Sales pitch. "You have insured your car, home and holiday, but what about the income that pays for these pleasures?"
Cost. Around pounds 30 a month at age 25, rising to as much as pounds 100 a month in your 50s. Costs can be kept down by deferring payment of benefits for up to six months or longer.
Drawbacks. Increasingly expensive with age, although you should be able to buy a policy that keeps premiums at the same level for as long as you keep paying into the scheme.
Be careful to take cover for your "own occupation". This means the insurance will pay out if you can't go back to your old job. Otherwise the insurer may only pay you if you are unable to do any job. If you stay healthy, you will never see a return for all those years of premiums.
Verdict. The self-employed and those without company sickness cover should consider income protection. It is expensive, and many prefer to take their chances. This is understandable but risky if you are the sole earner or have a family to support.
Critical illness cover
Why? Provides a lump sum on diagnosis of a serious illness such as heart attack, cancer, kidney failure or stroke. The money can be spent on anything you choose - to clear the mortgage, pay for carers, or to have a holiday. Commonly sold with mortgage endowment policies.
Sales pitch. "You are three times more likely to suffer a critical illness than die before 65."
Cost. Monthly premiums start at pounds 25 for someone under 35 wanting pounds 100,000 of cover, rising to pounds 60 by the late 40s.
Drawbacks. Check carefully which illnesses are covered, as policies differ. This is not life insurance, so if you die within 14 or 28 days of diagnosis (depending on the policy), there is no payout. Only a few policies have an investment element, so if you don't claim, there is no other return.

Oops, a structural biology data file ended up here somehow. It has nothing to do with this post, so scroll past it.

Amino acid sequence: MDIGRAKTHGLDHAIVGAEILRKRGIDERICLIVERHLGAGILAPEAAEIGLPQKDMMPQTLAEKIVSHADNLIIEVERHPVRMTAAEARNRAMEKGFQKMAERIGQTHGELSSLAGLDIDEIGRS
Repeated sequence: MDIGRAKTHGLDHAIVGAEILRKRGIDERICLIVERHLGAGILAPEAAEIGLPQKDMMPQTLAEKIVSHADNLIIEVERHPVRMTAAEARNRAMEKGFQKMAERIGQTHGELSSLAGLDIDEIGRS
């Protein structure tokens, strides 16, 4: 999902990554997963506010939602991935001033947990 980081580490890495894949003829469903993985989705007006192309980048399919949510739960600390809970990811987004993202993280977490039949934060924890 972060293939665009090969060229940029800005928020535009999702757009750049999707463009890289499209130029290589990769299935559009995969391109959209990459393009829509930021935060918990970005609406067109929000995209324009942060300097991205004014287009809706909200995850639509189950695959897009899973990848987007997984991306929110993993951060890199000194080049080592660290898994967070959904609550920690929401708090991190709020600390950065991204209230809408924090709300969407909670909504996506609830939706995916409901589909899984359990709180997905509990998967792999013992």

Verdict. Simple to understand, with an attractive lump sum if you claim - which explains its recent popularity. If you have a family history of serious early illness, such as cancer, it may push up the premiums you are charged.
Long-term care cover
Why? Meets the costs of nursing or residential care for the elderly who can no longer cope on their own. Nursing homes can easily cost more than pounds 1,000 a month but the state will not provide if you have assets of more than pounds 16,000, including your home. Around 40,000 homes are sold each year to meet bills.
Sales pitch. "One in four of us will need care at some stage in our life."
Cost. Around pounds 30 a month at age 50, rising to more than pounds 70 a month after 70. Can also be bought with a one-off premium of between pounds 7,000 and pounds 10,000.
Drawbacks. Once you enter a home your life expectancy is limited, so much of your estate should survive anyway. Premiums are expensive and if you remain healthy you could pay them for many years without getting any return.
Verdict. May appeal to people without close relatives or a family history of heart attacks, strokes or disability. But that one in four figure probably overstates the danger and cover is expensive. The Government is reviewing its policy on long-term care, so unless your needs are pressing it is worth waiting to see what happens. A government-backed deal will almost certainly be better value than what's available now.